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The Farmer laughed aloud and said, “It may be all as you say, I only know this: I have taken you with these robbers, THE POMEGRANATE and Apple-Tree disputed as to which the Cranes, and you must die in their company.” was the most beautiful. When their strife was at its height, a Bramble from the neighboring hedge lifted up its voice, Birds of a feather flock together.

and said in a boastful tone: “Pray, my dear friends, in my presence at least cease from such vain disputings.” THE FARMER AND THE SNAKE

ONE WINTER a Farmer found a Snake stiff and frozen with THE FARMER AND THE STORK

cold. He had compassion on it, and taking it up, placed it in his bosom. The Snake was quickly revived by the warmth, A FARMER placed nets on his newly-sown plowlands and and resuming its natural instincts, bit its benefactor, in-caught a number of Cranes, which came to pick up his seed.

flicting on him a mortal wound. “Oh,” cried the Farmer with With them he trapped a Stork that had fractured his leg in his last breath, “I am rightly served for pitying a scoun-the net and was earnestly beseeching the Farmer to spare drel.”

his life.

“Pray save me, Master,” he said, “and let me go free this The greatest kindness will not bind the ungrateful.

once. My broken limb should excite your pity. Besides, I am no Crane, I am a Stork, a bird of excellent character; and see how I love and slave for my father and mother. Look too, at my feathers—they are not the least like those of a Crane.”

13

Aesop’s Fables

THE FAWN AND HIS MOTHER

THE SWALLOW AND THE CROW

A YOUNG FAWN once said to his Mother, “You are larger THE SWALLOW and the Crow had a contention about their than a dog, and swifter, and more used to running, and plumage. The Crow put an end to the dispute by saying, you have your horns as a defense; why, then, O Mother! do

“Your feathers are all very well in the spring, but mine pro-the hounds frighten you so?”

tect me against the winter.”

She smiled, and said: “I know full well, my son, that all you say is true. I have the advantages you mention, but Fair weather friends are not worth much.

when I hear even the bark of a single dog I feel ready to faint, and fly away as fast as I can.”

THE MOUNTAIN IN LABOR

No arguments will give courage to the coward.

A MOUNTAIN was once greatly agitated. Loud groans and noises were heard, and crowds of people came from all parts THE BEAR AND THE FOX

to see what was the matter. While they were assembled in anxious expectation of some terrible calamity, out came a A BEAR boasted very much of his philanthropy, saying that Mouse.

of all animals he was the most tender in his regard for man, for he had such respect for him that he would not even Don’t make much ado about nothing.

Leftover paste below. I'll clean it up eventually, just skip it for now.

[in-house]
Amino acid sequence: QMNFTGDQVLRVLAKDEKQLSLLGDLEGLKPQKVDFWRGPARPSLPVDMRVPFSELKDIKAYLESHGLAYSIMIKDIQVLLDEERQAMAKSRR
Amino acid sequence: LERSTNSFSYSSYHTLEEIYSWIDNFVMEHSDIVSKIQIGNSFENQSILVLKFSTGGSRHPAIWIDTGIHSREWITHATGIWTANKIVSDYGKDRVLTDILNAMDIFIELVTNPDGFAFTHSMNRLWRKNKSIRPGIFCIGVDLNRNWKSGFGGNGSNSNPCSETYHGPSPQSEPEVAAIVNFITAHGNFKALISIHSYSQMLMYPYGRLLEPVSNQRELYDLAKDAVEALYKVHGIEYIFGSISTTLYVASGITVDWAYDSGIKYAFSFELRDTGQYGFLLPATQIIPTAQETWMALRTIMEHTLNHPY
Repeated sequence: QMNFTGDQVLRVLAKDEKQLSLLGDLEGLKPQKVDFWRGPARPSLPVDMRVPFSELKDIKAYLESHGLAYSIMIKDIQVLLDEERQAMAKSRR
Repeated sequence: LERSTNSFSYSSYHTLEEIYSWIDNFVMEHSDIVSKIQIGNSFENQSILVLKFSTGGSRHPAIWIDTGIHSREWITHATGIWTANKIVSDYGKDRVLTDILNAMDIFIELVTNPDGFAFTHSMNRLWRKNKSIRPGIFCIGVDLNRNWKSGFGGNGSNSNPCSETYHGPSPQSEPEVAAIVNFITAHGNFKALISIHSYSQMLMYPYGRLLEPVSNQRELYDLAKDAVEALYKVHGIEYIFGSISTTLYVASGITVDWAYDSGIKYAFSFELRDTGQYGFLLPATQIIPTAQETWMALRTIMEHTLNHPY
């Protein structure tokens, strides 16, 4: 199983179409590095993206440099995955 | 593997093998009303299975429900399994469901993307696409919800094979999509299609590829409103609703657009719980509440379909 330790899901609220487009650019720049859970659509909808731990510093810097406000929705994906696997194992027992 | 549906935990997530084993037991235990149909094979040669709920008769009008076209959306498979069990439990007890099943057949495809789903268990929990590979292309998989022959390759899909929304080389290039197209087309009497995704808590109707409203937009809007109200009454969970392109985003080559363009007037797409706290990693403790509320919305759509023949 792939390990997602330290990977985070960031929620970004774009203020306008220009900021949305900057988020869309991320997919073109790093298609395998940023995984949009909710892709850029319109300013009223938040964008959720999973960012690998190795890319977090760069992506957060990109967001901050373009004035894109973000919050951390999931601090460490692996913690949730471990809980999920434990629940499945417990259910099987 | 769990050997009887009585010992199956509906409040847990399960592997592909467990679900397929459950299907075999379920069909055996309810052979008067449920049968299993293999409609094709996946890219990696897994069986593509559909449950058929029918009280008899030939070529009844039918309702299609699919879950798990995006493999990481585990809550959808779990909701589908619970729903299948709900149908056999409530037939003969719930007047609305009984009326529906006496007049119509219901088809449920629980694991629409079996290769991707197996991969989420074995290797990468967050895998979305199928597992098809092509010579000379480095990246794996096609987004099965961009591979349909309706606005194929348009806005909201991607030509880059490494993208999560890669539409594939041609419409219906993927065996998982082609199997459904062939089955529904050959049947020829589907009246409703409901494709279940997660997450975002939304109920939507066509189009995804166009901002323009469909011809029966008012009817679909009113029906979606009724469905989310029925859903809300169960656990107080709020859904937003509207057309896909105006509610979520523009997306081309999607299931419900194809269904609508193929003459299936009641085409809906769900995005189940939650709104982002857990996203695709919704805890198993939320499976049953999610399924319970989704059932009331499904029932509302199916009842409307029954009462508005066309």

touch his dead body. A Fox hearing these words said with a smile to the Bear, “Oh! that you would eat the dead and not the living.”

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Aesop’s Fables

THE ASS, THE FOX, AND THE LION

THE TORTOISE AND THE EAGLE

THE ASS and the Fox, having entered into partnership to-A TORTOISE, lazily basking in the sun, complained to the gether for their mutual protection, went out into the for-sea-birds of her hard fate, that no one would teach her to est to hunt. They had not proceeded far when they met a fly.

Lion. The Fox, seeing imminent danger, approached the Lion An Eagle, hovering near, heard her lamentation and de-and promised to contrive for him the capture of the Ass if manded what reward she would give him if he would take the Lion would pledge his word not to harm the Fox. Then, her aloft and float her in the air.

upon assuring the Ass that he would not be injured, the

“I will give you,” she said, “all the riches of the Red Sea.” Fox led him to a deep pit and arranged that he should fall

“I will teach you to fly then,” said the Eagle; and taking into it. The Lion, seeing that the Ass was secured, immedi-her up in his talons he carried her almost to the clouds ately clutched the Fox, and attacked the Ass at his leisure.

suddenly he let her go, and she fell on a lofty mountain, dashing her shell to pieces.

The Tortoise exclaimed in the moment of death: “I have deserved my present fate; for what had I to do with wings and clouds, who can with difficulty move about on the earth?’

If men had all they wished, they would be often ruined.

15

Aesop’s Fables

THE FLIES AND THE HONEY-POT

The Lion replied: “This statue was made by one of you men. If we Lions knew how to erect statues, you would see A NUMBER of Flies were attracted to a jar of honey which the Man placed under the paw of the Lion.”

had been overturned in a housekeeper’s room, and placing their feet in it, ate greedily. Their feet, however, became One story is good, till another is told.

so smeared with the honey that they could not use their wings, nor release themselves, and were suffocated. Just as they were expiring, they exclaimed, “O foolish creatures that we are, for the sake of a little pleasure we have de-THE FARMER AND THE CRANES

stroyed ourselves.”

SOME CRANES made their feeding grounds on some Pleasure bought with pains, hurts.

plowlands newly sown with wheat. For a long time the Farmer, brandishing an empty sling, chased them away by the terror he inspired; but when the birds found that the sling was only swung in the air, they ceased to take any THE MAN AND THE LION